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Case against Oklahoma bomb suspect collapses

by Ambrose Evans-Pritchard


Sunday Telegraph (London, England) February 2, 1997:

THE government case in the Oklahoma bombing trial, due to open next month, is disintegrating. It is now quite possible that Tim McVeigh, the main suspect, will be acquitted.

The latest blow to the prosecution is a report that the FBI crime lab altered forensic conclusions to accommodate government claims that the blast, which killed 168 people in the spring of 1995, was caused by a 4,000 lb ammonium nitrate bomb.

The report, by the Justice Department's Inspector General, found that some lab officials have been pressed to falsify evidence and commit perjury to support prosecutions. With the FBI crime lab going through the worst crisis in the history of the Bureau, everything it touches is now tainted.

But there are deeper problems with the case, the deadliest act of terrorism ever committed on American soil, one that precipitated a witch hunt against the militia movement and, by raising the spectre of Right-wing extremism, arguably helped President Clinton's re-election.

The prosecution has been tying itself in knots from the beginning. This is chiefly because it insists on a 'lone bomber theory'- - with another man, Terry Nichols, helping in the background - when the evidence clearly indicates a more complex conspiracy involving a terrorist cell.

Last week it became clear that the Justice Department is willing to let the case collapse rather than risk collateral revelations. On Thursday the FBI arrested Michael Brescia, the man alleged to be the mysterious 'John Doe II' seen with McVeigh in the days before the bombing. Brescia has been named in a private lawsuit by victims of the blast as a co-conspirator of McVeigh.

But in keeping with the "Alice in Wonderland" character of this investigation, Brescia was arrested for his alleged role in a series of bank robberies carried out by a neo-Nazi group called the Aryan Republican Army. McVeigh is also tied into this ARA cell, and his sister told the FBI in May 1995 that her brother had been involved in bank robberies. But the Justice Department does not want to know.

Indeed, it has gone to hazardous lengths to stamp out talk of a broader bombing conspiracy involving the Aryan Republican Army. On Wednesday, the day before Brescia's arrest, it announced that John Doe II - the subject of the massive FBI manhunt in the weeks after the bombing - had never existed.

The Justice Department stated that Tom Kessinger, a clerk at the Ryder rental agency where McVeigh allegedly rented the bombing vehicle, was confused when he helped to produce a artist's sketch of a second man with McVeigh. This is highly contentious. Mr Kessinger provided the famous John Doe II sketch immediately after the blast. Almost two years later he abruptly changes tack and asserts that he muddled John Doe II with a soldier named Tod Bunting who came into the office on a different day.

Unfortunately for the prosecution, Mr Kessinger has already given too many interviews ridiculing the Bunting canard. "He was laughing about it and said 'I don't know how they came up with that one'," said Glenn Wilburn, a bombing victim, when he visited Mr Kessinger last year. The Justice Department has now destroyed Mr Kessinger's credibility, so it can no longer put him on the stand to identify McVeigh as the man who rented the Ryder truck. But the prosecution does not have much else to rely on.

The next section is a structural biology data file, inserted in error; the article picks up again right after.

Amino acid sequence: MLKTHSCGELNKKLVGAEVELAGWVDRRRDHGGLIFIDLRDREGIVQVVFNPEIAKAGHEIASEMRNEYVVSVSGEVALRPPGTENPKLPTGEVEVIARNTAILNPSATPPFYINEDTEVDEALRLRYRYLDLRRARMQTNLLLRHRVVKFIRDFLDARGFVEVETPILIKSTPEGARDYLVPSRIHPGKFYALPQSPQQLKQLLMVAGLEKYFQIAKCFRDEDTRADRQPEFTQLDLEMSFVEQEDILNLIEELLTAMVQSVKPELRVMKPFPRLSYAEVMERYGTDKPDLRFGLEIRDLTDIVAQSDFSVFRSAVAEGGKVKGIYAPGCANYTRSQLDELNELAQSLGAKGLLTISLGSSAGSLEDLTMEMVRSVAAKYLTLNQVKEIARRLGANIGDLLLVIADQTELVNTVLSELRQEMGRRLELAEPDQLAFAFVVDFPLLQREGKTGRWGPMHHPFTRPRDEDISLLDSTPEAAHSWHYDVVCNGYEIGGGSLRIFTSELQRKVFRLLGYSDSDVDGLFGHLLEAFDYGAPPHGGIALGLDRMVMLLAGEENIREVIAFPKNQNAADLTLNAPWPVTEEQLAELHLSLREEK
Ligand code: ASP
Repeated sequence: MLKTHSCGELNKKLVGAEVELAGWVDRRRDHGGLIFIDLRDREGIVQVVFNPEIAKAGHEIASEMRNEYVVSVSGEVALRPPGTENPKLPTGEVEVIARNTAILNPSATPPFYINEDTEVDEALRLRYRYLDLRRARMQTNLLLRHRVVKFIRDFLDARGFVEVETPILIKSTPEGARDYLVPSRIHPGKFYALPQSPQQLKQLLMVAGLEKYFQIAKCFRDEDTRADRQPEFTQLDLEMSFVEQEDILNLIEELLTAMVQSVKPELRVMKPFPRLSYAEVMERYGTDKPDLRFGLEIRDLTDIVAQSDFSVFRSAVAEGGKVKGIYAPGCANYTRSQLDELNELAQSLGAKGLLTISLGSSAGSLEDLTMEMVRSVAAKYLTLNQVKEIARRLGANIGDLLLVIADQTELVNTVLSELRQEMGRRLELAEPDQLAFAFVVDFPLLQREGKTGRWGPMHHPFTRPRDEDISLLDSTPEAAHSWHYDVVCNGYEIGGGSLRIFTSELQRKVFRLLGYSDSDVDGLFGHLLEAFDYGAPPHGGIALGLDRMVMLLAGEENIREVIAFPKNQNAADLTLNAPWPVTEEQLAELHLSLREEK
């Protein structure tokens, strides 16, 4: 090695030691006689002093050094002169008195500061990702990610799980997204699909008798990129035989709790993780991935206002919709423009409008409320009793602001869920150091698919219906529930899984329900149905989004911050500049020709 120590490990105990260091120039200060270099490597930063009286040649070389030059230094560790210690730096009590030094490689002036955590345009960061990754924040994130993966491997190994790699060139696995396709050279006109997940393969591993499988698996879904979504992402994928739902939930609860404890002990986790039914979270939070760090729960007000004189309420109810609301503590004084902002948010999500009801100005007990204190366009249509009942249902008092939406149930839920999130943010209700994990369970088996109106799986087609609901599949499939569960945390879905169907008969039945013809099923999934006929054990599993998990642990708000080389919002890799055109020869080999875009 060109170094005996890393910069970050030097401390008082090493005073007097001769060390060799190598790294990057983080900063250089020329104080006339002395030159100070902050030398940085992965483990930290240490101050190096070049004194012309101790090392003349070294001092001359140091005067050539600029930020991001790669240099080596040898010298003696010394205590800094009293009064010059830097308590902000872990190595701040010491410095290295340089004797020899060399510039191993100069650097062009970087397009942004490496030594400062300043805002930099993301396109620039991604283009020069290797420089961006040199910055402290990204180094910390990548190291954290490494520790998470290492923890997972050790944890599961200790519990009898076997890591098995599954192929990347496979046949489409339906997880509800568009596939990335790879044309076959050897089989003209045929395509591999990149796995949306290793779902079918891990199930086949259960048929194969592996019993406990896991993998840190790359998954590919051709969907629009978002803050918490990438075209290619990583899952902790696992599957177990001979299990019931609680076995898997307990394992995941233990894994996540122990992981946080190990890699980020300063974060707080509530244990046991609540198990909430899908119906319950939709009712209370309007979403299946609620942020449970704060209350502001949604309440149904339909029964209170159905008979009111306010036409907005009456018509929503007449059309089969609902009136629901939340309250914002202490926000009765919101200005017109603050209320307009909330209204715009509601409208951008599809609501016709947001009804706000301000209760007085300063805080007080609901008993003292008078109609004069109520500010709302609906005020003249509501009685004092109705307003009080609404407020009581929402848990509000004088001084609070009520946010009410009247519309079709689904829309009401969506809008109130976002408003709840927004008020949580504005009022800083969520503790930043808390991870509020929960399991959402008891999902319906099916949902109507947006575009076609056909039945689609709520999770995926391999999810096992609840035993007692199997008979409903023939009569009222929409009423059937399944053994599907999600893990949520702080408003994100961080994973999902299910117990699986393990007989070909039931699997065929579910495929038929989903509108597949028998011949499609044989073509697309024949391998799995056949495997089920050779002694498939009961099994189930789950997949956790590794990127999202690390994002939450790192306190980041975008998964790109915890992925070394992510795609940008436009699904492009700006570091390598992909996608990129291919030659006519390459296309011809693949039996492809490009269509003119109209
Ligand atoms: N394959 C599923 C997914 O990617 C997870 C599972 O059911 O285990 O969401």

The original FBI statements by the employees at the Ryder rental agency describe the man supposed to be McVeigh - who used the alias of Robert Kling - as heavy-set, 5ft 11in, stocky, with a pock-marked face. This bears no resemblance to the lanky, 6ft 3in, baby-faced McVeigh. The prosecution, of course, can draw on an army of witnesses who saw McVeigh with a Ryder truck shortly before the bomb went off at 9am on April 19 1995. But they all saw him with other suspects, making a mockery of the claim that McVeigh acted alone.

So it appears that none of these witnesses is going to be called to testify. Instead, the prosecution is relying on a single man who thought he might have seen McVeigh getting out of a Ryder truck. Why is the Justice Department destroying its own case? A clue came last Tuesday in an Oklahoma newspaper, the McCurtain Daily Gazette, which has gathered evidence that the US Bureau of Alcohol, Tobacco, and Firearms (ATF) was monitoring the bombing conspiracy from the very start.

According to the Gazette, a paid informant working for the Tulsa office of the ATF has come forward to admit that she used hidden cameras to film three members of a neo-Nazi group in Oklahoma discussing plans to blow up a federal building.

One was Andreas Strassmeir, a former German army officer with ties to McVeigh. Strassmeir shared a house at the time with Michael Brescia of the Aryan Republican Army underground. The story helps to explain how bomb squads could have been seen in downtown Oklahoma hours before the explosion. It also buttresses testimony that McVeigh appeared to be operating as part of a team on the day of the crime in Oklahoma City.

The only conclusion that one can draw is that the Justice Department is protecting a federal informant who had penetrated the bombing conspiracy - probably Strassmeir, but possibly also Brescia - and is trying to cover up a bungled sting. McVeigh's defence lawyer, Stephen Jones, says that the American people will never be able to think of their government in the same way once they learn the full truth about the Oklahoma bombing. Is he just bluffing?

Copyright Telegraph Group Limited 1997.

Posted here February 3, 1997
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